My money is on the guy slinging it over his back heading off the pier. Second shot seems like you mind if I take a picture with your fish kind of pic. That shot is actually a screen grab from a video that shows the guy head off the pier with the fish and stopping to receive congratulations as he passes by other anglers on his way out.
28.35. WHITE SEABASS.
(a) Minimum size: Twenty-eight inches total length or twenty and one-half inches alternate length. (b) Season: Open all year.
(c) Limit: Three, except that only one fish may be taken in waters south of Pt. Conception between March 15 and June 15.
There doesn't seem to be a "Methods of take" reg. for White Sea Bass. Even if the fish was snagged, I don't think it would be considered illegally taken.
(1) I had not seen the video before but it does bring up another question. The day I was at the pier a couple of weeks ago the fence at the end stopped anglers from fishing the end area where the demolition of the restaurant is taking place. It's hard to see but it appears that fence was up while these guys are at the end. Given no fellow anglers are shown, and there are always many anglers at the Newport Pier, especially at the end, it would appear they were already breaking the law by fishing at the end (although perhaps he would say he had to follow the fish to the end).
(2) Unfortunately, snagging is allowed although it is primarily intended for multi-hook bait rigs intended for bait. The regulations do not do a good job of distinguishing between snagging for Sportfish species such as white seabass and species like sardines and herring. And, unfortunately in my opinion, bait rigs like Sabikis have become the main rigging for many anglers.
The following two provisions define to me (1) what is actually angling (the fish voluntarily takes the bait or lure inside its mouth) and (2) why there is a problem ((any number of hooks and lines may be used in all [most] ocean waters). UPSAC brought this problem to the Fish and Game Commission many years ago with basically no response.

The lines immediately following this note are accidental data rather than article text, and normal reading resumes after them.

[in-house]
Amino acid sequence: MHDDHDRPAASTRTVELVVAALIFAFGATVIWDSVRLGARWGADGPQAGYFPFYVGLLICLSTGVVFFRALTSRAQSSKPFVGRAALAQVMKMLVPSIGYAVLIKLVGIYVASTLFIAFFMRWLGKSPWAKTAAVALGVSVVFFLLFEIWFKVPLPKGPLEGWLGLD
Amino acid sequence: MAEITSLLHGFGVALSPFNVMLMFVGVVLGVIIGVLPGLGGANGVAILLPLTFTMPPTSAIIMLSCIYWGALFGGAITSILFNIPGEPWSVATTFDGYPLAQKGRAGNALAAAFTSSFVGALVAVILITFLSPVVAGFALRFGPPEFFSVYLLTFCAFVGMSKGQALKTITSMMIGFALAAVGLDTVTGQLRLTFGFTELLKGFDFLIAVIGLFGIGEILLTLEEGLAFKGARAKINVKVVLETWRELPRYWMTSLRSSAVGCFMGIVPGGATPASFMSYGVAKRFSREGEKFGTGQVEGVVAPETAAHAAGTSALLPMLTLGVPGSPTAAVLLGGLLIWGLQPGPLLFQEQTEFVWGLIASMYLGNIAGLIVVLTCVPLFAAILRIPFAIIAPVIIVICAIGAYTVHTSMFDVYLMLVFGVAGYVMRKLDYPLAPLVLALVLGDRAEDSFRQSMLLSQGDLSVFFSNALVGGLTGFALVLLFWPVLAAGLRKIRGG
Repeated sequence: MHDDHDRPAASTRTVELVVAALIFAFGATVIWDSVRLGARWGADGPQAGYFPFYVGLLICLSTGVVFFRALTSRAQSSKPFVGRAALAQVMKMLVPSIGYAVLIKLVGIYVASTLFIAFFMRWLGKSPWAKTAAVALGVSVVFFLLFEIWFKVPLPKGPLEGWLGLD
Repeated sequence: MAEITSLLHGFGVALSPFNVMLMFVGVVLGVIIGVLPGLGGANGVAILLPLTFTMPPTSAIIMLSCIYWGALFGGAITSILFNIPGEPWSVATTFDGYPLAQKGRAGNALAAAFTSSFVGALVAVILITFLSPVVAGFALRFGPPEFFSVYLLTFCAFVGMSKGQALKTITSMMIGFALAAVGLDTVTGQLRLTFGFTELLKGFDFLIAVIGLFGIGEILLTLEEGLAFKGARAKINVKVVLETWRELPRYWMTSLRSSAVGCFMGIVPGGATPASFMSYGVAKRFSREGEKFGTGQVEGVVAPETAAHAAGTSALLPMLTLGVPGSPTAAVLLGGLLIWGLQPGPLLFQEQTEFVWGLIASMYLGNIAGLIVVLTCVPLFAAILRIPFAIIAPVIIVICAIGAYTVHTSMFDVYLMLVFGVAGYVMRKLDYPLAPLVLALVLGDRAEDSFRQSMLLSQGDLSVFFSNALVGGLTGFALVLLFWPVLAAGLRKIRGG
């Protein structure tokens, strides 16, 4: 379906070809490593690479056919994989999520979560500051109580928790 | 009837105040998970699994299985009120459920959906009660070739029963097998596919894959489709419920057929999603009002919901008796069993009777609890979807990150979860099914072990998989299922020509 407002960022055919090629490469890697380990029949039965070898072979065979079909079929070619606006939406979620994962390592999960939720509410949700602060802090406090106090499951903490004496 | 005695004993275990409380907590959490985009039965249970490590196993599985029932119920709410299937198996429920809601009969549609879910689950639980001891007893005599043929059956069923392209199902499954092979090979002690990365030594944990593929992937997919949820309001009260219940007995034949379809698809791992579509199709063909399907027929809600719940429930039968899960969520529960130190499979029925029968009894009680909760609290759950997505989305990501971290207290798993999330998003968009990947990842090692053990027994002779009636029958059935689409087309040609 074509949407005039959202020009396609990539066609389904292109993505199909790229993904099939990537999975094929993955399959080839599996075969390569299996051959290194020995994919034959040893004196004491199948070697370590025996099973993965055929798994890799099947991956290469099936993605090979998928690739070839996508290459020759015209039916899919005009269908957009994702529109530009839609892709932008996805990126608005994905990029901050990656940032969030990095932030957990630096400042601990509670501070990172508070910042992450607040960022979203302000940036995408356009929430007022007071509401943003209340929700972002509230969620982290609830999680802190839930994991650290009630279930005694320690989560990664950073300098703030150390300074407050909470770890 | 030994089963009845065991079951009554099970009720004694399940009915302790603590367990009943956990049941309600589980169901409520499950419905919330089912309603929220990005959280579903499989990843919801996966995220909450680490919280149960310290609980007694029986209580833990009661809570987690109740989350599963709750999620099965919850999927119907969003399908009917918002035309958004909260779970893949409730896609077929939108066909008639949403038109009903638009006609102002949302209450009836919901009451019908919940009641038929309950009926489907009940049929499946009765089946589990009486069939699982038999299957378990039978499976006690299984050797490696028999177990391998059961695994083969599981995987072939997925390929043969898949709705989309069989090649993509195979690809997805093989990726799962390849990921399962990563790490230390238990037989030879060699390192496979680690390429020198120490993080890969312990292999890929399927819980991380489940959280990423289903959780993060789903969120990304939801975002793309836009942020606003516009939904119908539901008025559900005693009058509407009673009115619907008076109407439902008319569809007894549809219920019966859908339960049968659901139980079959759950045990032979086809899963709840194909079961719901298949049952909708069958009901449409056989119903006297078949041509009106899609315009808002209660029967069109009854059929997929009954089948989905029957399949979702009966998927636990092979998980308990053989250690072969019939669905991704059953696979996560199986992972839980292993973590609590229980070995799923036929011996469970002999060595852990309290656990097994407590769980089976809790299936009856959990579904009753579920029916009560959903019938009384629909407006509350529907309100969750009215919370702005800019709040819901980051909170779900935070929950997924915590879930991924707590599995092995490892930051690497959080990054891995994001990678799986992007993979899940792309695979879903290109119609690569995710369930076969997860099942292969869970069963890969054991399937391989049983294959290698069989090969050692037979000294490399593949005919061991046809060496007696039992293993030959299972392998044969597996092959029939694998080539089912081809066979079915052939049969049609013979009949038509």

1.05. ANGLING. Angling means take of fish by hook-and-line with the line held in the hand, or with the line attached to a pole or rod held in the hand or closely attended in such manner that the fish voluntarily takes the bait or lure inside its mouth. All know there has been ongoing controversy with anglers snagging salmon that have entered freshwater areas.
28.65. GENERAL. Except as provided in this article, fin fish may be taken only on hook-and-line or by hand. Any number of hooks and lines may be used in all ocean waters and bays except:
(a) San Francisco Bay, as described in Section 27.00, where only one line with not more than three hooks may be used.
(b) On public piers, no person shall use more than two rods and lines, two hand lines, or two nets, traps or other appliances used to take crabs.
(3) There has long been a history of people snagging fish on both the Newport and Balboa piers (among others). People line up usually near the surf area, cast out heavy lines with large treble hooks and colored pieces of cloth, and snag whatever they can. I am sure those fish are then sold illegally.
In the video it appears the angler is fishing the inshore area but later the fish is shown at the end of the pier. Perhaps he hooked it inshore and followed it around the fence to the end? It is strange that the type of angling rig or bait is never shown although he makes a big deal out of his various rods/reels. Nor is the type of rig shown at the the end of the video when they bring the fish up to the pier. Why? It is hard to say or prove if this was a snagged fish but there are certainly a lot of unanswered questions (which will probably never be answered).
A snagger waiting for a fish to show.
The large spotfin croaker shown below from the Balboa Pier is one of those snagged fish.
I don't know the answer although I have sent a note to my friends at DF&W. Perhaps we will hear an answer.